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Enjoy the Ride

July 9, 2010

“Planning to write is not writing. Outlining…researching…talking to people about what you’re doing, none of that is writing. Writing is writing.” E.L. Doctorow

This month I’m writing my column from my parents’ home in Pensacola, Florida. Through the plantation shutters next to my desk, I spy many of the things that represent home to me: white rocking chairs on an expansive screened porch, healthy ferns and blooming palm trees, ducks waddling on the boat dock my children painted last summer, and a canal filled with an array of boats.

If you’ll pardon the vacation analogy, I can’t help but think of the writers in our chapter as I gaze at the different boats docked along our canal. The folks across the water have a power cruiser–feisty, quick, equipped with a small cabin for brief respites from the sun; further down there’s a party boat–comfortable, unhurried, perfect for a sunset on the bay; another canal neighbor owns a fishing boat with a tall tower–aggressive, fast, no shade provided ’cause it’s all about the catch; and way down the channel rests a sailboat with a forty foot mast–majestic, powerful, outfitted with luxurious accommodations for far-flung adventures.

It’s easy for me to admire each vessel because I can clearly see how the differences in their structure and appearance fulfill the needs of their owners. Too bad I can’t always do the same with my writing. Often I compare my skill, voice, and genre with those of my friends, critique partners, and the published authors in our chapter–even though I know that’s creative suicide. As much as I’d like my voice to growl with no-holds-barred aggression, I’m aware that it merely barks with Southern cynicism. Believe me, I don’t consciously strive to write like someone else; but I am guilty of writing stories I think are marketable to the point that I edit out my own voice. And has anyone else out there started writing a manuscript you thought was stark and literary, say something like Girl with a Pearl Earring, only to realize that, in fact, you’ve written something that resembles Fried Green Tomatoes?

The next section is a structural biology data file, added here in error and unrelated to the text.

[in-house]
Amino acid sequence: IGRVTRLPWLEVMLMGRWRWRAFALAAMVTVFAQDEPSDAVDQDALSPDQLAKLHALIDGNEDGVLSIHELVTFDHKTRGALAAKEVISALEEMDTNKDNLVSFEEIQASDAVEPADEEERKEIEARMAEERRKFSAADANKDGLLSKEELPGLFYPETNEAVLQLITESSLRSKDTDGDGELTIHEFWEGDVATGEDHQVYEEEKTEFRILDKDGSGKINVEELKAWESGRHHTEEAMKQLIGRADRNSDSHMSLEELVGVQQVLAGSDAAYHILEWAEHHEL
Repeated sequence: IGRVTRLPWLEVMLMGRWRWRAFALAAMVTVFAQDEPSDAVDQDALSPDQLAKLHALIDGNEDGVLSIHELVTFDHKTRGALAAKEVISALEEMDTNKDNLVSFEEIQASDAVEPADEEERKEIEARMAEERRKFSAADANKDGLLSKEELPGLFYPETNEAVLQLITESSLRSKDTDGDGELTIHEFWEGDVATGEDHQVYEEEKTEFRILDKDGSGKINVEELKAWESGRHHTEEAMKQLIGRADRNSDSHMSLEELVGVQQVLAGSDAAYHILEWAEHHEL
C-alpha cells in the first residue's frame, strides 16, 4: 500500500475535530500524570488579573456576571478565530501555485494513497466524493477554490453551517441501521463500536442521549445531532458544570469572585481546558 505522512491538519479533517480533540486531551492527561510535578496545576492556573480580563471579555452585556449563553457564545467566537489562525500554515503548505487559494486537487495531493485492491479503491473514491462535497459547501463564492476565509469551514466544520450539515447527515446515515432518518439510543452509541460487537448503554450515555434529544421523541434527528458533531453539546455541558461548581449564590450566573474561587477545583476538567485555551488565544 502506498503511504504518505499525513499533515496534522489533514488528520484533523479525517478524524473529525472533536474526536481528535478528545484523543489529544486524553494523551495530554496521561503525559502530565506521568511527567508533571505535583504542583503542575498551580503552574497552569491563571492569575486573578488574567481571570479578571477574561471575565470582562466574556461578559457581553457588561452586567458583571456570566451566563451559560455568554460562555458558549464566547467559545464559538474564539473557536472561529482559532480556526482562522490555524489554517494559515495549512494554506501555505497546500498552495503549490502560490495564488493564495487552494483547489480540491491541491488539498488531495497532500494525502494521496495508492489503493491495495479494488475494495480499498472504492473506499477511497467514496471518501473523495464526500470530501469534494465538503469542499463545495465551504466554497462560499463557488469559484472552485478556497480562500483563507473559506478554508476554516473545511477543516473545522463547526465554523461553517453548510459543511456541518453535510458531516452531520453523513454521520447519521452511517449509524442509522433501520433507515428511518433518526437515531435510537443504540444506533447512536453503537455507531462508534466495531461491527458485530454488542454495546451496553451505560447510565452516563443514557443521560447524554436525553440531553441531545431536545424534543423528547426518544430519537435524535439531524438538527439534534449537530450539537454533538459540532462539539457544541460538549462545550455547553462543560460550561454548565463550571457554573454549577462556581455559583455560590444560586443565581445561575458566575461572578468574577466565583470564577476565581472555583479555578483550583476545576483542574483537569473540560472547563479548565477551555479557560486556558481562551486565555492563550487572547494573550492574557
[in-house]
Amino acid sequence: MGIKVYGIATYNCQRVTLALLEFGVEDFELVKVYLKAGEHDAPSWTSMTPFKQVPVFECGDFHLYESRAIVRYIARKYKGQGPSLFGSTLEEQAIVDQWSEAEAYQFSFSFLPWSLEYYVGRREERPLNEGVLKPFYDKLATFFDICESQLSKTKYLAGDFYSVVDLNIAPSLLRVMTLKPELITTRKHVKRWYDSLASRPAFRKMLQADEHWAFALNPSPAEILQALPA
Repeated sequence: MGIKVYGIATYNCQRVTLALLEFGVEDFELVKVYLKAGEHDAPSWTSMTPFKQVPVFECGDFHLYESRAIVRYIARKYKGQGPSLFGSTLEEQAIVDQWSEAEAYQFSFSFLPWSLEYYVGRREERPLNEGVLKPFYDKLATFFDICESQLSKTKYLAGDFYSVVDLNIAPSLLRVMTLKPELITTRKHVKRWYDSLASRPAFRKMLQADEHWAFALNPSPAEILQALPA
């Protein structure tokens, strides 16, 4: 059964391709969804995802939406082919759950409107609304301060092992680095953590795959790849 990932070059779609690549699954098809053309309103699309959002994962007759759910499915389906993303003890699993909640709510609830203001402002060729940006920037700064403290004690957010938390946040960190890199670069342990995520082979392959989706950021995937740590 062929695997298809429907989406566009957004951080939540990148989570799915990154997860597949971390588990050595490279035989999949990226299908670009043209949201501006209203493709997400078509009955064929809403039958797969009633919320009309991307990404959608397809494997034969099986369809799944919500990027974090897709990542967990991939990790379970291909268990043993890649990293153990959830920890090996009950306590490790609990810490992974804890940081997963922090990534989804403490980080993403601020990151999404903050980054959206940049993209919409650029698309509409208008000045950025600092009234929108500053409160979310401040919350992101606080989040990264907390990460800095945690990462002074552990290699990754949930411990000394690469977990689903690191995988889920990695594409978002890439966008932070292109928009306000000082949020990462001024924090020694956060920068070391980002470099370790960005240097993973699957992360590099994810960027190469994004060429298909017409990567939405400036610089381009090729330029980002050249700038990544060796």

Perhaps the salt air has cleared my head. Whatever the reason, I’ve started my vacation with a change in attitude. I still aspire to write with a fresh, no-holds-barred style, but I’ve made myself a few promises. I will continue to hone my skills and voice. I will bring to my writing what only I can bring–my history, experience, and point of view. And, finally, I will enjoy the writing, ’cause that’s what the ride is all about.


“When genuine passion moves you, say what you’ve got to say, and say it hot.” D.H. Lawrence

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